Situation in Tigray (per 12 July)

  • UNOCHA has released a situation report on gender inequality in the conflict-affected areas of Northern Ethiopia, and especially Tigray. It states that 83% of health facilities are unable to provide maternal services and 50,3% of pregnant and lactating women are acutely malnourished.
  • The report provides with recommendations, including the urgent need to invest in health facilities and the priority to be given to measures preventing and responding to sexual violence.
  • USAID said restrictions on transporting fuel continue to restrict the delivery of vital humanitarian supplies to vulnerable populations in the Tigray region. The UN estimates that 2 million litres of fuel are needed every month to carry out humanitarian operations, but only 990,000 litres of fuel arrived in Mekelle by land from April to mid-June.

Situation in Eritrea (per 12 July)

  • Eritrea and Somalia signed a Memorandum of Understanding to strengthen the bilateral relations of the countries.
  • The MoU signed by the two leaders concerns all the political and diplomatic aspects, and especially aims to “advance cordial relations, cooperation and economic integration in the Horn of Africa”.

Situation in Ethiopia (per 12 July)

  • Addis Standard reported that IDPs in the Amhara region are reporting higher rates of malaria, measles, rabies, chickenpox, significant food shortages and severe acute watery diarrhoea.
  • Cases of measles were reported in the Berehet and Minjar woredas as well as in two IDP sites (China camp and Woinshet site) in the town of Debre Birhan. Of 44 reported cases, 13 were positive two weeks ago.
  • Cases of chickenpox were reported at the Weleh IDP site in the Waghemra area. Over 380 cases were confirmed, 30% of which were children under the age of five.
  • OMN, a US-based Oromia news site, reported that wollo Oromos in Wayana Kebele, Jile Dumuga woreda, in the Wollo Oromo Special Zone, were attacked by ”terrorist Fano and Amhara militants”.
  • The OLA and OLF released a statement accusing Amhara police and militias of killing 9 civilians in  Jile Dumuga on 10 July.
  • AS reported that according to the Konso Zone Department of Agriculture in the Southern Nations, Nationalities and Peoples’ Region, over 190,000 people need emergency food assistance over the next six months. 122,735 of them are drought-affected and 68,087 by conflict. 24,000 hectares of seeded land was lost due to non-seasonal rain.
  • The zonal warning came after 13 children died from malnutrition. 244 malnourished children are being treated and the number of children taken to the health centres of the three woredas in the zone has increased. Regional officials asked the federal government to take swift action.
  • Several sources in Addis Ababa say that there has been another wave of ethnically-motivated detentions targeting Tigrayans over the weekend. VOA also confirmed that Kibrom Berhe, opposition leader of the ‘Baytona Party’, was arrested in the capital.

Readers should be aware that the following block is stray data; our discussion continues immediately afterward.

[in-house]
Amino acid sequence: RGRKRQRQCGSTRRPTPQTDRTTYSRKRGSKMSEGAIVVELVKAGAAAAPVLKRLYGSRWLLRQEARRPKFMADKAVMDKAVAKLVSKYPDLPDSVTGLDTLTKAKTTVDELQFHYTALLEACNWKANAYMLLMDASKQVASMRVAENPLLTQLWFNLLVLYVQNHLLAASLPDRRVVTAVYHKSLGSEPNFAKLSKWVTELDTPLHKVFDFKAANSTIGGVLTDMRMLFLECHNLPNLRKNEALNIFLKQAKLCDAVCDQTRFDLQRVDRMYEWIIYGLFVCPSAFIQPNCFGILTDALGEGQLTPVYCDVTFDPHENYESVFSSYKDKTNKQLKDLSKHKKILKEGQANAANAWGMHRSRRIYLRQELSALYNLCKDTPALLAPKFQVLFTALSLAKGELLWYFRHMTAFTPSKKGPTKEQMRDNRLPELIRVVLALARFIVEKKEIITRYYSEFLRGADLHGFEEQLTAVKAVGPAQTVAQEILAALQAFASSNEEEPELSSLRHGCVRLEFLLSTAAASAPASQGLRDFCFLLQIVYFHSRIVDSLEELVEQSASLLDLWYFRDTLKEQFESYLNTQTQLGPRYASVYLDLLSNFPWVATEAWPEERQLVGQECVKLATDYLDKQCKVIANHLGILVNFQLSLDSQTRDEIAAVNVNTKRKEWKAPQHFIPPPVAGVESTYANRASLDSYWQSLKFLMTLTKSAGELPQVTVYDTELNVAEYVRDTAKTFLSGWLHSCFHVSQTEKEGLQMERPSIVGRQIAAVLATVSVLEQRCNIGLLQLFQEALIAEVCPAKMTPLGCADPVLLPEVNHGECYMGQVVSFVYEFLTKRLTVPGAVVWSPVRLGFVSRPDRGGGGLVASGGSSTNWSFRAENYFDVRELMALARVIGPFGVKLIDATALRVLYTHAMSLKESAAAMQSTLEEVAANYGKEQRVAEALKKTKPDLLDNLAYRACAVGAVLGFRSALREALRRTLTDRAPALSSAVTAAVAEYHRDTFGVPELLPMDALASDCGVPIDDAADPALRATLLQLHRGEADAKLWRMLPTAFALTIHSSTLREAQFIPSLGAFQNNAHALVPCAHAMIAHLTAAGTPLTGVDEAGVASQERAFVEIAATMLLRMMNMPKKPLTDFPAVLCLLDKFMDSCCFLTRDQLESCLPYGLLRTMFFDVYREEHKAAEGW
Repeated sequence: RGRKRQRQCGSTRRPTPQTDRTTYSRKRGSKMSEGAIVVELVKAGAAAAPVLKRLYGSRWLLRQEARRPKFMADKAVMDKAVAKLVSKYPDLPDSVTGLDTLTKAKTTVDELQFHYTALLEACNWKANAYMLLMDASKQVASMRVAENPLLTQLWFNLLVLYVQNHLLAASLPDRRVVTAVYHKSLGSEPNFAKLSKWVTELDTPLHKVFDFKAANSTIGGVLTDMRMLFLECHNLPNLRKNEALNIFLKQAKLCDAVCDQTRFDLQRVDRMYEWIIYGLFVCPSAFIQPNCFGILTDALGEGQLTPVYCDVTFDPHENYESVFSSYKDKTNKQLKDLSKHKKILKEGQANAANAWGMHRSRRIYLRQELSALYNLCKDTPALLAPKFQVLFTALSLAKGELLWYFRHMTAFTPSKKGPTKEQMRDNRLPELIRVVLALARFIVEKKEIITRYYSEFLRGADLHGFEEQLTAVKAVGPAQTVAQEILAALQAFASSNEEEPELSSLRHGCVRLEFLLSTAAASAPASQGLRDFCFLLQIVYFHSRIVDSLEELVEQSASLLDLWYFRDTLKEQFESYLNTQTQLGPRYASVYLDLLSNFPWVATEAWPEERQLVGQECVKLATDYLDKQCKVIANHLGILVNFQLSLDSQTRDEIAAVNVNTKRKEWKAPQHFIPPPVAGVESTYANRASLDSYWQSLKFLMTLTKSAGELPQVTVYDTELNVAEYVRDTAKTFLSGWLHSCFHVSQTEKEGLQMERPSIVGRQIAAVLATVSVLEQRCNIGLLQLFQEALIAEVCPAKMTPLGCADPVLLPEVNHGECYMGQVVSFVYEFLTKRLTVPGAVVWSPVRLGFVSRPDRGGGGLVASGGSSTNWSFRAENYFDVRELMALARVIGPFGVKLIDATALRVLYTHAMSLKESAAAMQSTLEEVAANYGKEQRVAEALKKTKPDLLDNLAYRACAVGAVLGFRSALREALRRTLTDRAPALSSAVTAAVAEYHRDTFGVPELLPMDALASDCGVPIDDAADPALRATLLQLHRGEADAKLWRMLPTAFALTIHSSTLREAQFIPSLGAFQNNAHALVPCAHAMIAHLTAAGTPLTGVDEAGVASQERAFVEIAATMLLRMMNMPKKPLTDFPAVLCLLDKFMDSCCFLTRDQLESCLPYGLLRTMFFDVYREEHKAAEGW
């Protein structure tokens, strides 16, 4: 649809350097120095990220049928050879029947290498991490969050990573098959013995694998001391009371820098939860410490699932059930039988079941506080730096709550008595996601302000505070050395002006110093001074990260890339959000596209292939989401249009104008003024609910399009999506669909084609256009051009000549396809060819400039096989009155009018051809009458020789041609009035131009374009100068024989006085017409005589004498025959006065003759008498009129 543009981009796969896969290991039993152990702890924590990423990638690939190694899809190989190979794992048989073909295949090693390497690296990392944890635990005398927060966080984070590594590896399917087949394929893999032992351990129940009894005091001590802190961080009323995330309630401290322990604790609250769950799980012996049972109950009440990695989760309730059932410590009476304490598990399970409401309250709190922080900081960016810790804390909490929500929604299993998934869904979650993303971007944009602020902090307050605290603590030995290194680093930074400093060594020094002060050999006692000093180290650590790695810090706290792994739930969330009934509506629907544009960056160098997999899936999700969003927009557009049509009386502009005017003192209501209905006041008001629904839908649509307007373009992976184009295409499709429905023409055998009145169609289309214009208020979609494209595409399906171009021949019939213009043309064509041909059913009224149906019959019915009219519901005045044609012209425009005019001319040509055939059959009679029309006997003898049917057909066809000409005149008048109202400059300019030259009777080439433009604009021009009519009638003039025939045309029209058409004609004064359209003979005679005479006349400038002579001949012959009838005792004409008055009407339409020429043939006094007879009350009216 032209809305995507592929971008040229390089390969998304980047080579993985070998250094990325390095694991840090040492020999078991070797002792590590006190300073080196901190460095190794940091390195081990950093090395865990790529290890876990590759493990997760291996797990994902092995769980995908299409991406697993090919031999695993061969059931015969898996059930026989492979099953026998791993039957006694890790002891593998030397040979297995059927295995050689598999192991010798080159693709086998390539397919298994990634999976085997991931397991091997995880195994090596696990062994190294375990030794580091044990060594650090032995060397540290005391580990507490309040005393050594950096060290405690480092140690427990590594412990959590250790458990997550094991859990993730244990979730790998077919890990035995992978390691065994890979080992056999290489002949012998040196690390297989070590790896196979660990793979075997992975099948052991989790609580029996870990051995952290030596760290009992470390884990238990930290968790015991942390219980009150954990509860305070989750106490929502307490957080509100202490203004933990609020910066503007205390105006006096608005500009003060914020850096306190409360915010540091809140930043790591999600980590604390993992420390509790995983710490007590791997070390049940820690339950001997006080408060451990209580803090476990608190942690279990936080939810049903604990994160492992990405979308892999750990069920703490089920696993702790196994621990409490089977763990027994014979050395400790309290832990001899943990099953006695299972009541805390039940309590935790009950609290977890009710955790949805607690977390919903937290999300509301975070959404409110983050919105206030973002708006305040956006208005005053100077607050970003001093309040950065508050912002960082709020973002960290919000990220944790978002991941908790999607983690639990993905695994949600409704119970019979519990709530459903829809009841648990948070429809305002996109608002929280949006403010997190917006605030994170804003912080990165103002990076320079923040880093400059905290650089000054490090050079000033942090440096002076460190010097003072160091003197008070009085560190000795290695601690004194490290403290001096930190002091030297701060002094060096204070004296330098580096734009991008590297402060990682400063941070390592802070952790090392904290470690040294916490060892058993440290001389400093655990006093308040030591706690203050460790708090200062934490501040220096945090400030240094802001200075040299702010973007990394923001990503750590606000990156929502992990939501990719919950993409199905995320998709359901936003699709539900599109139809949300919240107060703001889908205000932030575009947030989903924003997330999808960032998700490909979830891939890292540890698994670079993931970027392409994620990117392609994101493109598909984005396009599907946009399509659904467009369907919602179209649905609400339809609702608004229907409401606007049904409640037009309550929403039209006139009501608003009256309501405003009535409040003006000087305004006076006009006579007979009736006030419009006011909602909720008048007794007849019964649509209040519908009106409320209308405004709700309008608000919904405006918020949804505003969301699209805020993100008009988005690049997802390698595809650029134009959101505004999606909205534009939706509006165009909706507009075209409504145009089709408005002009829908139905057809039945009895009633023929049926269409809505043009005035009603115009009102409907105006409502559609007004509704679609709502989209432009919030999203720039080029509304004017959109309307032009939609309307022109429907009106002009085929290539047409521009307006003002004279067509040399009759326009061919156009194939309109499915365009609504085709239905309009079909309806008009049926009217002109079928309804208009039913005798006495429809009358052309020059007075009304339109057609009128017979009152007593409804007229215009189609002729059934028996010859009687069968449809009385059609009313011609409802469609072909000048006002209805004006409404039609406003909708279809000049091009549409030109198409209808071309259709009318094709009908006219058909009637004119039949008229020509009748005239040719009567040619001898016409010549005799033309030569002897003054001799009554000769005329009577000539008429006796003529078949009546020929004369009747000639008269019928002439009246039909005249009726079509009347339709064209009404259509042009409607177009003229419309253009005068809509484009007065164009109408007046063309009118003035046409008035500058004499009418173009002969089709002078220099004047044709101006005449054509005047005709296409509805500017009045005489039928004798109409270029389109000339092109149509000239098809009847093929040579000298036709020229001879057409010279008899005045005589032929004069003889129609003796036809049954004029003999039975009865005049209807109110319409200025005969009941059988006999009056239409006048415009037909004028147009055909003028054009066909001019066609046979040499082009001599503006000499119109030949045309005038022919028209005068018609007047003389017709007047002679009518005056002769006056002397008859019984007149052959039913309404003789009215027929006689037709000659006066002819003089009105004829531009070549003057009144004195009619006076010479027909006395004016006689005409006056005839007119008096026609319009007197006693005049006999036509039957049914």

• The Italian Ministry of Foreign Affairs and International Cooperation has agreed to a contribution of 2 million euros to the “Ethiopian Humanitarian Fund” managed by OCHA Ethiopia.
  • AS reported that local police announced that Assosa City, the capital of the regional state of Benishangul Gumuz, was placed under a “temporary curfew” starting Friday, 8 July.

Situation in Sudan (per 12 July)

  • The head of the Sudanese Sovereign Council, Abdel-Fattah al-Burhan,  appointed five retired army and police generals as ambassadors to South Sudan, Chad, CAR, Eritrea and Libya.
  • Observers fear that the appointment of these ambassadors is a way for Abdel-Fattah al-Burhan to extend his control beyond the borders.
  • Organisers of the Khartoum sit-ins, which began 10 days ago, announced that they had dismantled two of their own camps on Monday 11 July.
  • The dismantlement took place before and after Eid al-Adha, a religious holiday when many people leave Khartoum for the provinces. Two other camps remain, despite a decrease in participation.
  • The African Center for Justice and Peace Studies (ACJPS), a US-based human rights group, calls on the Sudanese government to urgently end the harassment of Christian citizens.
  • Their call follows the 22 June arrest by police of four Christians in Darfur for the crime of apostasy. Apostasy was decriminalised in July 2021. The ACJPS reports that the authorities continue to harass Christian citizens.
  • The Food and Agriculture Organisation of the United Nations (FAO) published a Country Brief on Sudan. It estimates that 11,7 million people suffered from food insecurity in June and September.
  • The FAO is concerned about the 2022 agriculture season due to inflation and weather conditions.
  • The UK government and the ODI published a report on the climate risks to consider in development planning. They highlight water scarcity, food insecurity, and infrastructure challenges.

Links of interest